In the modern automotive world, even the best-designed battery and the sturdiest of cars are at the mercy of the software that controls and monitors their functions. Software, upon which so much depends, is both miraculous and vexing, the proverbial ghost in the machine. And when glitches appear, they seem as hard to hunt down and exorcize as any spirit. This week, software issues are haunting the batteries of two car makers.
Last Friday, a number of Tesla owners filed a class-action suit against the company, saying that automatic software updates have depleted their cars’ batteries. And earlier the same week, Mercedes-Benz had to recall more than 3,800 EVs for a fix of the battery warning system’s software.
Tesla owners vs. automated software updates
A group of Tesla Model X and Model S owners filed suit against Tesla Motors in California on Friday, claiming that automatic software updates were shortening the life of the cars’ batteries. According to the Associate Press, the plaintiffs claim the software updates and their effects “violate federal and state laws because they can cut driving range by up to 20% and have forced some owners to replace their batteries at a cost of $15,000.”
The lawsuit argues that the impacted vehicles should count as ‘protected computers under the Computer Fraud and Abuse Act, the AP explains, with the automatic updates being a violation of the plaintiffs’ rights.
The software’s behavior, in this case, isn’t a result of a glitch, the plaintiff’s argument implies: The automatic updating of software, whenever the car is connected to WiFi, is not a bug but a feature. It’s doing what Tesla wants it to do. And that, according to the lawsuit, is the problem.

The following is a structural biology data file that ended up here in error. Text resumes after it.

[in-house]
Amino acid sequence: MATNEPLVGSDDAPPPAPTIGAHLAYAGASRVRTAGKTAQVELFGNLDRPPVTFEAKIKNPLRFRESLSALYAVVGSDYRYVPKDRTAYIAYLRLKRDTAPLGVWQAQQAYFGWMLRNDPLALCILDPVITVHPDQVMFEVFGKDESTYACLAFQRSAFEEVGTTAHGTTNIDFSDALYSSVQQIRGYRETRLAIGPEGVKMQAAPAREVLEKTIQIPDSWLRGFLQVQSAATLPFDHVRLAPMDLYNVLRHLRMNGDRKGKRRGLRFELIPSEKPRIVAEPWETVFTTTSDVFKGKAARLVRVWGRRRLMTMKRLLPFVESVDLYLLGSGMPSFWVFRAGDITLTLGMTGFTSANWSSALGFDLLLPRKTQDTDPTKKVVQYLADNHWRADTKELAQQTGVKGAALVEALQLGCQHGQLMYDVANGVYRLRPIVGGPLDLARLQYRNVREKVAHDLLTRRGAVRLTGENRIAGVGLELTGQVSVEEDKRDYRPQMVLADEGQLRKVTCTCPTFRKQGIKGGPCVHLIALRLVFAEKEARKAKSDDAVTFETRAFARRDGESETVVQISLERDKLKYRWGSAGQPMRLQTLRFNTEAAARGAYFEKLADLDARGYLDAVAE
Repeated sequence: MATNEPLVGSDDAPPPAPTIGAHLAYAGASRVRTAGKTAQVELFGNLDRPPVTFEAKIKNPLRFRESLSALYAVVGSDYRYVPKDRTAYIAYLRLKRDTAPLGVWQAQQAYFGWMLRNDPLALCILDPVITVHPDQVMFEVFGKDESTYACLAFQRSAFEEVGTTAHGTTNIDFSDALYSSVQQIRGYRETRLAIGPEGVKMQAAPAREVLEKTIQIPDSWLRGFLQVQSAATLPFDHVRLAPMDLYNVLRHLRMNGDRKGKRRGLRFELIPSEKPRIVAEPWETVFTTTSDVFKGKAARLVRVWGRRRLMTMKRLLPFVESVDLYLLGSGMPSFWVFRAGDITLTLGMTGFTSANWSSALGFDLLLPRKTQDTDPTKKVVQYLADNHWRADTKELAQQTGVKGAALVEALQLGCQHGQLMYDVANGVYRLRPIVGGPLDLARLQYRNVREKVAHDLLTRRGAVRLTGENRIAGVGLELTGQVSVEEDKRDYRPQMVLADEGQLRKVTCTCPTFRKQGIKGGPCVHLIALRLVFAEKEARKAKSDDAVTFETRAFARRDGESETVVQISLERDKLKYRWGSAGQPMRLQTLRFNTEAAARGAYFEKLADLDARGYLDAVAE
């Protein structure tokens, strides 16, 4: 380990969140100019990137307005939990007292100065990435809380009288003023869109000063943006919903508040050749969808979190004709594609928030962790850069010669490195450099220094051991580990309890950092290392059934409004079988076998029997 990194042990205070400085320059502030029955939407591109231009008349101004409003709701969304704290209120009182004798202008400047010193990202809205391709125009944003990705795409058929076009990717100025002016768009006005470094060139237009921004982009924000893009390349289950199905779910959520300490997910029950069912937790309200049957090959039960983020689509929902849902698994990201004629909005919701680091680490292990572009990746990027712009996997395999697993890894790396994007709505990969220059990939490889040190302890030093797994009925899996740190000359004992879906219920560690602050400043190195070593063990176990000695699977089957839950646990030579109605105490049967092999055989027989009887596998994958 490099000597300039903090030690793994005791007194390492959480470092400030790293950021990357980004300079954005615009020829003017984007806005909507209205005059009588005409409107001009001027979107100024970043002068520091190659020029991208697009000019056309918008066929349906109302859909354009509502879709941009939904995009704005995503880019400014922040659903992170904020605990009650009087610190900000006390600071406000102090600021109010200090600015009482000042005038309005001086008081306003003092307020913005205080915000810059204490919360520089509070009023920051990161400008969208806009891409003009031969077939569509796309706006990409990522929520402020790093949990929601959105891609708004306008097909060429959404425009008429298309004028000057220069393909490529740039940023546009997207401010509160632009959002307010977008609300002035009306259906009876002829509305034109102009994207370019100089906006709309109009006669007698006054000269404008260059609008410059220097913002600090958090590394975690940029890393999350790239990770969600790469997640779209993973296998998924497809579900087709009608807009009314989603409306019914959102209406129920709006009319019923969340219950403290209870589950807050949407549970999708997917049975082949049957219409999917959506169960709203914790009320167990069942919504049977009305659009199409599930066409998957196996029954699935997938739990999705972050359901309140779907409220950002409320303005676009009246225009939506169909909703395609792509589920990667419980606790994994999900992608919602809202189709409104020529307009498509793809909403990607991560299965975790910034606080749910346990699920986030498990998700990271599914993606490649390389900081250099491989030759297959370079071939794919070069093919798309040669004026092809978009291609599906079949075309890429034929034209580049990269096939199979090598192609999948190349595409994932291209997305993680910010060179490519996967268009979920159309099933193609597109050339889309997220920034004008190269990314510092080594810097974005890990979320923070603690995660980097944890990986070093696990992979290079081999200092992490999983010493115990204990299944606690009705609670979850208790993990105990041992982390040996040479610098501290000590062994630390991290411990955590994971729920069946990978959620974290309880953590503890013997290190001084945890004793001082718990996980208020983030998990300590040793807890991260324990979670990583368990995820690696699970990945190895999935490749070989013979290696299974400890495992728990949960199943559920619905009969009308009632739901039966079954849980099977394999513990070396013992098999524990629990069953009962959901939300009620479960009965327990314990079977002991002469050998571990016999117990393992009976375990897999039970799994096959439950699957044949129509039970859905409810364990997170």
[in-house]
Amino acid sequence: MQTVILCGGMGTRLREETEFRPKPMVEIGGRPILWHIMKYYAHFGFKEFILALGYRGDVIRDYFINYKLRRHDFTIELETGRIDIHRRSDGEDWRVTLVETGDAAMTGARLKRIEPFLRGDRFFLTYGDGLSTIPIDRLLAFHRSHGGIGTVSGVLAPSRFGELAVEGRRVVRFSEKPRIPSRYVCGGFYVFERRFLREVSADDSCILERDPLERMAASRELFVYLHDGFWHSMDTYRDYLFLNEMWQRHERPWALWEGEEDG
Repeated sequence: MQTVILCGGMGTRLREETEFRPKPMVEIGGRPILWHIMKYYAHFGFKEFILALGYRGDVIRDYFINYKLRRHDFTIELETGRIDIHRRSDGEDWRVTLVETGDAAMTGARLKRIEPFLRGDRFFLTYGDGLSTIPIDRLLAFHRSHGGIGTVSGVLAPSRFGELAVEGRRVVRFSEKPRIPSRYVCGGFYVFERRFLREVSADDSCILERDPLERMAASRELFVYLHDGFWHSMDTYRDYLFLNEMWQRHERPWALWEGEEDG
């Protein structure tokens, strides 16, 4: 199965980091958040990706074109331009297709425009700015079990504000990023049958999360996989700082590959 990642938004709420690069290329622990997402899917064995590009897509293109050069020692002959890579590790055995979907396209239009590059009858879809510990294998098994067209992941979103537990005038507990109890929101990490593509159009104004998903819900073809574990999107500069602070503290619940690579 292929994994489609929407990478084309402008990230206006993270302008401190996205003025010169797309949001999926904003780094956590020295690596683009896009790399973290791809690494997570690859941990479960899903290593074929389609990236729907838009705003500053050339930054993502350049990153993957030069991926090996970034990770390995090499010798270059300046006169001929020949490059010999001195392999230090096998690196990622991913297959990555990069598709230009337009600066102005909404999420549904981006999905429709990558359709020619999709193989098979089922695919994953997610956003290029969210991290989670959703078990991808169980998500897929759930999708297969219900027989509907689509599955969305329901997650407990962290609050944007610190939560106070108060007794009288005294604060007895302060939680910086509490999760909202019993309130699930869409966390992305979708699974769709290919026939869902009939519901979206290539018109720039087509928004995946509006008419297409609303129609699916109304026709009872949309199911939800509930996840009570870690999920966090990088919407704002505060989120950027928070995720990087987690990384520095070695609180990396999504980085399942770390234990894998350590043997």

“When car owners purchase their vehicles, they reasonably expect that unforeseen events—like weather, accidents, or flat tires—may impact the performance of their vehicles and lead to costly repairs,” The Hill quoted the lawsuit as saying. “But no reasonable consumer would expect that the car manufacturer itself, through an automated system, would deliberately and significantly interfere with the car’s performance through software updates that reduce the operating capacity of the vehicles.”
Mercedes-Benz recalls EVs for a battery warning system software fix
In the case of the Mercedes-Benz recall, at issue is an actual coding error in the software—a glitch. Mercedes-Benz USA is recalling more than 3,800 EVs “because the high-voltage battery monitoring system software may not alert the driver of a battery malfunction,” reports USA Today.
Specifically, the error may cause the affected models to be non-compliant with Federal Motor Vehicle Safety Standard number 305, which addresses electrolyte spillage and electrical shock protection.
The autoevolution.com website offers more details, reporting, “The German automaker became aware of a potential deviation from the required specifications in May 2022 during routine testing. [...] Back in March 2023, the Stuttgart-based company identified a warning indicator that might fail to inform the driver of a battery system malfunction. Documents filed with the National Highway Traffic Safety Administration reveal that said issue was fixed in production back in September 2022.”
The BenzInsider website quotes the automaker as stating that it “is not aware of any accidents, injuries, deaths, or property damage related to the battery warning system issue. Nevertheless, the automaker will initiate a recall campaign and will start reaching out to affected owners by June 27.”
The affected cars are certain EQE, EQS, and S-Class hybrids assembled between February 14, 2021, and September 8, 2022.
“Dealers will update the battery management system software, free of charge,” USA Today reported. Owner notification letters are expected to be mailed June 27, 2023. Owners may contact Mercedes-Benz USA customer service at 1-800-367-6372.”